Why don't we feel Earth move?

This turns out to be a difficult question to answer concisely and in simple terms. Two of our team members wrote these explanations, and hopefully between them they will answer this question:

Explanation 1: If we are stationary with respect to our surroundings (moving with it), we only feel motion when there is an acceleration involved. As examples of such acceleration are the cases when we hit the brakes in a car, or suddenly swerves to some direction.

Earth is in many kinds of motion, but the accelerations associated with these motions are tiny. The two most familiar motions to us are the spin of Earth itself, and its orbital motion around the Sun. The magnitudes of the accelerations due to these motions are very small, about 0.03 m/s² due to Earth's spin at the Equator, and about 0.006 m/s² due to our orbital motion around the Sun. 0.03 m/s² as the limit of the magnitude of acceleration that humans can sense, and as most things around us move at the same velocities and accelerations with us, we cannot sense these low accelerations.

Of course there is the gravitational force of Earth (and its associated acceleration) as well, but as long as we keep our feet on the ground or on a solid surface under us, we are not moving nor feel any movement toward the center of Earth either.

Explanation 2: In our daily lives, it is usually easy to tell when we are moving due to the many clues our senses relay to us. In a car we feel the vibration of the car or the wind blowing into the window as we hear the noises these things create. But really that less about “feeling the motion” than it is how the car interacts with the road and the air. One kind of motion we can feel directly is when we hit the brakes, or suddenly swerve left or right. In those cases the car experiences a sudden change in its acceleration, and that change in the car’s motion pitches us forward or to the side. So really, it is changes in motion we most directly feel.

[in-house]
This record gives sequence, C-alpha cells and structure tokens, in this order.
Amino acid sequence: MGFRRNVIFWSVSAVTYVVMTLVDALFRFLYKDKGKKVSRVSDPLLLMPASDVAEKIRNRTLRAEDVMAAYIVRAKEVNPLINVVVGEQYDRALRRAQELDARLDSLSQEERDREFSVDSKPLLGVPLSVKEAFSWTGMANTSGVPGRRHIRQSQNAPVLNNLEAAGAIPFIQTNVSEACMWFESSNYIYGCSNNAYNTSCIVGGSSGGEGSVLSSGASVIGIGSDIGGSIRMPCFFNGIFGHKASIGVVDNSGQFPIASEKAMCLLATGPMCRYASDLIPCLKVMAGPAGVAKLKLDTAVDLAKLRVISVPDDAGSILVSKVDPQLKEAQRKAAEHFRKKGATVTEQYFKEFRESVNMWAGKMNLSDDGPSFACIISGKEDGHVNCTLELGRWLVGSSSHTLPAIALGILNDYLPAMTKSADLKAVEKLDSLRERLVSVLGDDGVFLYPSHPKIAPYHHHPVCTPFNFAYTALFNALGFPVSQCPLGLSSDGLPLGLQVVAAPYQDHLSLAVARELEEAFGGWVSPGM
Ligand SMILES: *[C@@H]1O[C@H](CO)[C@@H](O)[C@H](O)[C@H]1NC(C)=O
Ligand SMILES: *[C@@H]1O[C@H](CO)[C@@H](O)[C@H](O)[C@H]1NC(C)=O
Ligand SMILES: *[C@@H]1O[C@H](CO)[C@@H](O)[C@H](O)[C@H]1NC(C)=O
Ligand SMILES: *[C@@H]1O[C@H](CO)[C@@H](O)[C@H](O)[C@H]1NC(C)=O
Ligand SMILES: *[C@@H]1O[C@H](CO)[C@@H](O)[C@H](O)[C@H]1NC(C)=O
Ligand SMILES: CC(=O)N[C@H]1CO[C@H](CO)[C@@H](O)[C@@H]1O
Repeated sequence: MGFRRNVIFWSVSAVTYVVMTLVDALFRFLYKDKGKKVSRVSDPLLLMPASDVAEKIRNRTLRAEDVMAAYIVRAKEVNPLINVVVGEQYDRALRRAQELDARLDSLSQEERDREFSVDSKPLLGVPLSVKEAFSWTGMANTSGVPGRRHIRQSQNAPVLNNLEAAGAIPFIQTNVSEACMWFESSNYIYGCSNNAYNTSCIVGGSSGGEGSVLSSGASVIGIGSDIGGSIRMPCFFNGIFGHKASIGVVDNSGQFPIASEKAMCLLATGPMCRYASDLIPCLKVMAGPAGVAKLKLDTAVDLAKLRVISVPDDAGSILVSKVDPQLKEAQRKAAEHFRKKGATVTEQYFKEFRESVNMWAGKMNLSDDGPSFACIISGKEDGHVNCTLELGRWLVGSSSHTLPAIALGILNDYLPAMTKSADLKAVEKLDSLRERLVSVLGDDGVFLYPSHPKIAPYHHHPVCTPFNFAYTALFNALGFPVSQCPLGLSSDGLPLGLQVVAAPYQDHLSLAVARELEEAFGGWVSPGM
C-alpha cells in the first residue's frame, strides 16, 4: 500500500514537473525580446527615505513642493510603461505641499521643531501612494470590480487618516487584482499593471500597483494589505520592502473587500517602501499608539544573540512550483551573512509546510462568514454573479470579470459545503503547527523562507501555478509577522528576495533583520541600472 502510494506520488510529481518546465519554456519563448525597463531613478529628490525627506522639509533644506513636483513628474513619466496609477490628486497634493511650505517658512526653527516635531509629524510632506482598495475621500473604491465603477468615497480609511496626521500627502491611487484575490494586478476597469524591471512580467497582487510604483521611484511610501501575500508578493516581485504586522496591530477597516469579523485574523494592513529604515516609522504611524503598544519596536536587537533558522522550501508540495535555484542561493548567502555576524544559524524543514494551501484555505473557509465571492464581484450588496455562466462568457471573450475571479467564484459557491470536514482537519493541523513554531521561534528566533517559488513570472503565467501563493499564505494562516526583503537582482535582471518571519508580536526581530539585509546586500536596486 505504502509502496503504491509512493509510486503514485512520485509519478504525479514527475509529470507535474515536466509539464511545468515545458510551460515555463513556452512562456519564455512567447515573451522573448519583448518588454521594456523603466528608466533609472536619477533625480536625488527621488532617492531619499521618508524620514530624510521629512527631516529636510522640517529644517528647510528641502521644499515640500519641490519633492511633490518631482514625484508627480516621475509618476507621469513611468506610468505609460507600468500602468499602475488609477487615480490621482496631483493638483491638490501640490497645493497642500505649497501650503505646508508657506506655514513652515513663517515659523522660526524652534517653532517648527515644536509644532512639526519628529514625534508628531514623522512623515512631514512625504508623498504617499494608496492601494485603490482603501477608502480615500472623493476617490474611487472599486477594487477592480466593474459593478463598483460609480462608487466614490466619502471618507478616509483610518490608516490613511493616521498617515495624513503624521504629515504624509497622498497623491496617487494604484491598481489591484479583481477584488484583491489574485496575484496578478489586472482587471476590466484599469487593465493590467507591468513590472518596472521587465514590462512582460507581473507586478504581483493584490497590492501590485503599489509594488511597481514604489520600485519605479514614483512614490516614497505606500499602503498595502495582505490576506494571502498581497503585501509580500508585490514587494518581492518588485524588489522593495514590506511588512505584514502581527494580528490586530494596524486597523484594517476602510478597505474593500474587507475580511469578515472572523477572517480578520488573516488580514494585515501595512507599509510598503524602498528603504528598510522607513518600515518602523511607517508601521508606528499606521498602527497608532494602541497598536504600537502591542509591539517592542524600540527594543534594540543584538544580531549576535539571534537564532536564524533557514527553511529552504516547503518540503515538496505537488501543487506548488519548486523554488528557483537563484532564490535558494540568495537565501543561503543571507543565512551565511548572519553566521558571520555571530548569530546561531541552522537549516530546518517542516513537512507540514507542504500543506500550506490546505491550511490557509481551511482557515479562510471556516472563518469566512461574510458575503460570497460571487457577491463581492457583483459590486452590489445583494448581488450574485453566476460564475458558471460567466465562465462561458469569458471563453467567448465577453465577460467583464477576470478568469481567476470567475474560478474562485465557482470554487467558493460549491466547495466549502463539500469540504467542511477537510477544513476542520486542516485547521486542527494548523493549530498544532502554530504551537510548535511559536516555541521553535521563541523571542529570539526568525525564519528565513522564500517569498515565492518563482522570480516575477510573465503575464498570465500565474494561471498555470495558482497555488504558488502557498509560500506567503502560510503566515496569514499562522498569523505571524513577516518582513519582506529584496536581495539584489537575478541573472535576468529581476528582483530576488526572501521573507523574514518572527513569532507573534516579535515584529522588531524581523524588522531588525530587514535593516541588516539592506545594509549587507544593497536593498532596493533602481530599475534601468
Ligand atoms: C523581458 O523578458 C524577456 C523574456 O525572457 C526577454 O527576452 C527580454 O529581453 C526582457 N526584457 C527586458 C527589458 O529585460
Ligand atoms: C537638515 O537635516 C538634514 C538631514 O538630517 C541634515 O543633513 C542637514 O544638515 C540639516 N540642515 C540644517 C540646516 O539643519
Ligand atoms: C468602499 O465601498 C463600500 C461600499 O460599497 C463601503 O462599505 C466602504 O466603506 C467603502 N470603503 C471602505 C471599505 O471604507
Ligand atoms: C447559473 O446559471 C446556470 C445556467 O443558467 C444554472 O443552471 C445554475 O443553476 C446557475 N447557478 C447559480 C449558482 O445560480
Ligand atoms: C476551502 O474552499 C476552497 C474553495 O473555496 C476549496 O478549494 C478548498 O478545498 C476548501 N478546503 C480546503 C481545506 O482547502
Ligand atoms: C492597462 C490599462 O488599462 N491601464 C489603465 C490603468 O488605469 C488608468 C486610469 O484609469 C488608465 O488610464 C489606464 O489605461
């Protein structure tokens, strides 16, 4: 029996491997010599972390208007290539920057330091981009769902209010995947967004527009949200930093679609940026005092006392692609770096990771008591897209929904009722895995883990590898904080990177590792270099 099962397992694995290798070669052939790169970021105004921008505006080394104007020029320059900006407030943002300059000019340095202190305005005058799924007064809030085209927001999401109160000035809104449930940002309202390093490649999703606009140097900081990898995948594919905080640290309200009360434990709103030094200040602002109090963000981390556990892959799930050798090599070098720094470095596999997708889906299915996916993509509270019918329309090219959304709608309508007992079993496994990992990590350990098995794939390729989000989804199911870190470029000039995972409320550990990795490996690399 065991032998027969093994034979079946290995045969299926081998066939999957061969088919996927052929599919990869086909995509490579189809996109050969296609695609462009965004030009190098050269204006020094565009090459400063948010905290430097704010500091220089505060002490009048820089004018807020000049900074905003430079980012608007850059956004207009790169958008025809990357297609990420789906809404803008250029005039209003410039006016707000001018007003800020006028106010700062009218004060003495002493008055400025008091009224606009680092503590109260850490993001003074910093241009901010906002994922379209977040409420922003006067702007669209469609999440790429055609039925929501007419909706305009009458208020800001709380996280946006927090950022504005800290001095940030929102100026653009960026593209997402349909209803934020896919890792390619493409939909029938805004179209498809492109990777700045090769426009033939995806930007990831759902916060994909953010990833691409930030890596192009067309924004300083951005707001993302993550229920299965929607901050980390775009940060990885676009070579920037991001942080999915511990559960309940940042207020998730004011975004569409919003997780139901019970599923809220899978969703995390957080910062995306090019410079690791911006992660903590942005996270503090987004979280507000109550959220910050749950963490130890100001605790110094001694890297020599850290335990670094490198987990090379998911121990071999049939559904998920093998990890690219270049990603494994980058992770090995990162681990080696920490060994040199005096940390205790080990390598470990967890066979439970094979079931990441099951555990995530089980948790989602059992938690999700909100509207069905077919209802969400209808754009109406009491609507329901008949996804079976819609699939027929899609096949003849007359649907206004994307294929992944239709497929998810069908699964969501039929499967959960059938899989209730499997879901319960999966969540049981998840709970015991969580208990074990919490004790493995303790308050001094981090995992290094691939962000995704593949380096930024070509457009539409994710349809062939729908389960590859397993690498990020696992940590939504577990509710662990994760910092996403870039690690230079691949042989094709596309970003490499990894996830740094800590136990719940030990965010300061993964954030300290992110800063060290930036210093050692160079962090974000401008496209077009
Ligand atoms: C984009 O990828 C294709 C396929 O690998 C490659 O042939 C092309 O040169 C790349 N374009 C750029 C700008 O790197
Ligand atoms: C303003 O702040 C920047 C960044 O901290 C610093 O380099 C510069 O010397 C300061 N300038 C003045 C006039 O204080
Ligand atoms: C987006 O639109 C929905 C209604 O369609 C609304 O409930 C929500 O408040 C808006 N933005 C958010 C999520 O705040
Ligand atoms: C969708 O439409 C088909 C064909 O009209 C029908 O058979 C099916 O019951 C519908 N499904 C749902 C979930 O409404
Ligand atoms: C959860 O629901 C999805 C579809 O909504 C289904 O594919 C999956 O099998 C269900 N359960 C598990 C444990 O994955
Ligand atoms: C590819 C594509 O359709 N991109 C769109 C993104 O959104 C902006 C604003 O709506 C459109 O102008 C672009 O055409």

The Earth itself is certainly in motion as it orbits around the sun at a speed of about 67,000 miles per hour (107,000 kilometers per hour). But since it is in free-fall in its orbit around the sun, and not suddenly changing its acceleration or direction then we do not feel its motion any more than we would sitting in a quiet car with good suspension driving across a perfectly smooth road. Of course the Earth is under influence of the Sun’s gravity, and this smooth acceleration curves its motion into an elliptical path around the sun. But this places Earth in “free fall” since the Earth doesn’t have brakes or a steering wheel to make sudden changes in its motion. Thus we will not feel the motion of the Earth’s orbit.

Now, the Earth does have a second kind of motion, as it rotates on its axis every 24 hours. This means that at the equator the surface is moving at around 1,000 miles per hour (1,600 kilometers per hour). This speed drops to 0 at the poles, which just rotate slowly. This rotation does create a centrifugal force that is strongest at the equator that makes us feel just a little bit lighter than at the poles. This force is something we can experience if we step on a scale as it will slightly reduce our weight by a fraction of a percent at the equator compared to the weight we would measure at the poles. But again this effect will be constant since the Earth’s rotation is constant, so again there is nothing that we would immediately feel to suggest we are moving.

Other sources: we also found a couple of other explanations which may be helpful: https://physics.stackexchange.com/questions/268062/why-dont-we-feel-the-subtle-speed-change-of-earths-elliptical-orbit and https://astronomy.stackexchange.com/questions/32262/why-cant-we-feel-the-earths-revolution .